Sen. Clinton Brings It in New Orleans

05/25/2011 12:05 pm ET
  • Stacy Parker Le Melle Communications Director for the Afghan Women's Writing Project and Author of 'Government Girl: Young and Female in the White House'

When Sen. Clinton announced her Presidential Gulf Coast Recovery Agenda in New Orleans this past weekend, she unveiled the most thorough plan-of-action proposed by any of the major Democratic candidates. So much so, she even dubbed it a "Mini-Marshall Plan" for the region.

I never thought I'd get so excited by a ten points on a page. Click here to read the full document.

Reading it, I felt like I should be telling Mr. Rourke to extend my stay -- the fantasy was that good. Is this what the federal government can do when it wants to? Sure, these are just words on paper, but the three leading contenders -- Clinton, Obama, & Edwards -- exhibit commitment to delivering in the region.

I was most impressed by Agenda point number one: "Elevate the Gulf Coast Federal Building Director." If elected, Sen. Clinton would move the director out of Homeland Security and into the West Wing. The director would report directly to her and meet with her weekly. Perhaps she was inspired by John Edwards' announcement remarks. Back in December he said that if he had been president he would "have had someone coming in my office every day, [asking] him, 'What did you do yesterday? What do we need to do today?'" Maybe Edwards was the first to articulate this desire, but Sen. Clinton was the first one to codify this within the framework of a plan.

We can't underestimate the power of this kind of focus. The Senator may have her oft-numerated flaws, but this is one woman who knows how to demand the best of those who report to her. If I were one of her staffers, I could imagine nothing worse than stepping into the Oval and telling her I didn't get the job done. Serious West Wing action, attention, and consequences-for-failure are what the Gulf Coast needs and deserves.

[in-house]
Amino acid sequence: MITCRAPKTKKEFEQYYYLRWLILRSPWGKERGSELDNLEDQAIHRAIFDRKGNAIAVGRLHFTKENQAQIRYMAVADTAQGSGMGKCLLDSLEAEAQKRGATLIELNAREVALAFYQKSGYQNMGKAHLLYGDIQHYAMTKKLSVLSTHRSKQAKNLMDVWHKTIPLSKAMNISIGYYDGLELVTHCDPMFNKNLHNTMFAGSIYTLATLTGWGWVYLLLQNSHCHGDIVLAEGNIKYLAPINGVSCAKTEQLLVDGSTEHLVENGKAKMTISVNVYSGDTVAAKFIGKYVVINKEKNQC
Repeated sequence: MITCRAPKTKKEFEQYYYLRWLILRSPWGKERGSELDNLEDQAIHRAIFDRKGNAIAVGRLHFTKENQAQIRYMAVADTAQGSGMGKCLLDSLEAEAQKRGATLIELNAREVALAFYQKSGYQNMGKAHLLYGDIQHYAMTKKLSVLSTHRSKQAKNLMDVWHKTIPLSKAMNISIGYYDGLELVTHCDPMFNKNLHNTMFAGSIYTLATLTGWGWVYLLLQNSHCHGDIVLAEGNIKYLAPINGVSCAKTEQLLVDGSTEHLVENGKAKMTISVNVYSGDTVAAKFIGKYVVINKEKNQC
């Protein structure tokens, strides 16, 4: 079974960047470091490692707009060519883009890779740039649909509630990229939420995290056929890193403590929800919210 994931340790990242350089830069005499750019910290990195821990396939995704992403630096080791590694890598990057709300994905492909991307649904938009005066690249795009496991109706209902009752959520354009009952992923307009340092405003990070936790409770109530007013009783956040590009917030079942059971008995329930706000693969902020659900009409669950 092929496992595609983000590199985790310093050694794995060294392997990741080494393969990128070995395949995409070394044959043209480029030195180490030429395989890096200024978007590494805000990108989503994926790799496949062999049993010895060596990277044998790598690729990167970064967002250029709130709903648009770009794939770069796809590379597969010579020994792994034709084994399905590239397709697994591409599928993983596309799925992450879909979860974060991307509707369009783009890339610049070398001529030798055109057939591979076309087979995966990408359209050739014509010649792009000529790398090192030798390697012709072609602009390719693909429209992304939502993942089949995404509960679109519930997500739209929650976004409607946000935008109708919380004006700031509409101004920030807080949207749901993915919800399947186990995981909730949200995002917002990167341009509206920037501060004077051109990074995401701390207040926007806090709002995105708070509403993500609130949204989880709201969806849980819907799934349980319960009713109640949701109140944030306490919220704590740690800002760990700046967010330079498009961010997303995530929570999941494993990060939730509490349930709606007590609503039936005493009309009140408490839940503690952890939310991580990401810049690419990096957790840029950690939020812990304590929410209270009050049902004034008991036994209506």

The Senator also promises to "immediately order an independent, stern-to-stern review of the Army Corps of Engineers' plans and progress thus far." This can't happen soon enough. We already know there are major flaws in the new construction (as if the story could get worse). She also promises to establish a Katrina/Rita Commission, modeled on the 9/11 Commission. To rebuild trust, you need truth--straight truth, as best discerned by independent investigators. Despite what Sen. Lieberman says, Americans deserve a full explanation of what went wrong with the levees and the emergency response. (To learn more about the Corps' culpability and previous calls for an 8/29 Commission, visit Levees.Org)

(And to those of you who like to think that New Orleans is so other, so inscrutable, as to be a veritable hall of mirrors where truth slips behind corners, I ask, please, stop using this mythology as an excuse not to do the right thing. This isn't Heart of Darkness, Creole-style. And even in those moments it might just seem to be, we shouldn't be afraid to go to murky places in the search for truth and understanding.)

Not mentioned specifically in the Agenda, but just as laudable was her call for Charity Hospital to be reopened. Charity is where so many New Orleanians received care from cradle-to-grave. "Charity" wasn't just a name -- Charity was where went if you didn't have insurance, and where you wanted to go if you had a bad car accident, given its excellence in emergency medicine. I've talked to folks who don't fit the typical uninsured profile who always knew that if worse came to worst they always could count on Charity. That net, among many, has been missing post-Katrina. (Charity was also one of the last hospitals to be evacuated. To read the powerful story of a physician who was there to the very end, click here).

This is no time to be cynical. We have to support candidates when they go out on a limb and push policies that up unto this point, precious few electeds have had the energy, desire, or will to support. We have to continuously remind electeds that Gulf Coast recovery is a national issue, one that all of us care about, regardless of whether or not we live in the region.

I hope the other candidates will see this as a gauntlet thrown. How excellent it would be if all the major candidates were outdoing themselves, trying to best each other fighting for the best Gulf Coast recovery plan possible.

This need not be the realm of fantasy any longer.